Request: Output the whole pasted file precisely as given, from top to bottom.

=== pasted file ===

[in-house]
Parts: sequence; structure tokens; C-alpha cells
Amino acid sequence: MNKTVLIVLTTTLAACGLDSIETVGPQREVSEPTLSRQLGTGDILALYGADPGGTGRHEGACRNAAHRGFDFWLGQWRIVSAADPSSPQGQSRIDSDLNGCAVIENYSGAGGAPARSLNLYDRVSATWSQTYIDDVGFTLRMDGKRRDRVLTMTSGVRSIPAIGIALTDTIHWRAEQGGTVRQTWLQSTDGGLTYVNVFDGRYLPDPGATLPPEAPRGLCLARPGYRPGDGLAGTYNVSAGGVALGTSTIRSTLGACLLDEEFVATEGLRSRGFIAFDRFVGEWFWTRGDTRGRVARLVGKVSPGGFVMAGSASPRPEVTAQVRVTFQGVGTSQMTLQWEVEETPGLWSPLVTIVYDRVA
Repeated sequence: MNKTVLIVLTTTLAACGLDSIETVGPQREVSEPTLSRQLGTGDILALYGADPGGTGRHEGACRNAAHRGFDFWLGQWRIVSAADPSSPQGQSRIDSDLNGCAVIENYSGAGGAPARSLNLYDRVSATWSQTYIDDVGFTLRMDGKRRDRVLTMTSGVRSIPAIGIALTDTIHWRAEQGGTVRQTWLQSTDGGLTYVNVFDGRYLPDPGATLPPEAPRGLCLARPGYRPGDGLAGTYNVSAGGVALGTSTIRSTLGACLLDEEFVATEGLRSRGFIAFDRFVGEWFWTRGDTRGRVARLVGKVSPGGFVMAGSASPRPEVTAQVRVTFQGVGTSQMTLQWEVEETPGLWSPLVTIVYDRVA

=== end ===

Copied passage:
[in-house]
Parts: sequence; structure tokens; C-alpha cells
Amino acid sequence: MNKTVLIVLTTTLAACGLDSIETVGPQREVSEPTLSRQLGTGDILALYGADPGGTGRHEGACRNAAHRGFDFWLGQWRIVSAADPSSPQGQSRIDSDLNGCAVIENYSGAGGAPARSLNLYDRVSATWSQTYIDDVGFTLRMDGKRRDRVLTMTSGVRSIPAIGIALTDTIHWRAEQGGTVRQTWLQSTDGGLTYVNVFDGRYLPDPGATLPPEAPRGLCLARPGYRPGDGLAGTYNVSAGGVALGTSTIRSTLGACLLDEEFVATEGLRSRGFIAFDRFVGEWFWTRGDTRGRVARLVGKVSPGGFVMAGSASPRPEVTAQVRVTFQGVGTSQMTLQWEVEETPGLWSPLVTIVYDRVA
Repeated sequence: MNKTVLIVLTTTLAACGLDSIETVGPQREVSEPTLSRQLGTGDILALYGADPGGTGRHEGACRNAAHRGFDFWLGQWRIVSAADPSSPQGQSRIDSDLNGCAVIENYSGAGGAPARSLNLYDRVSATWSQTYIDDVGFTLRMDGKRRDRVLTMTSGVRSIPAIGIALTDTIHWRAEQGGTVRQTWLQSTDGGLTYVNVFDGRYLPDPGATLPPEAPRGLCLARPGYRPGDGLAGTYNVSAGGVALGTSTIRSTLGACLLDEEFVATEGLRSRGFIAFDRFVGEWFWTRGDTRGRVARLVGKVSPGGFVMAGSASPRPEVTAQVRVTFQGVGTSQMTLQWEVEETPGLWSPLVTIVYDRVA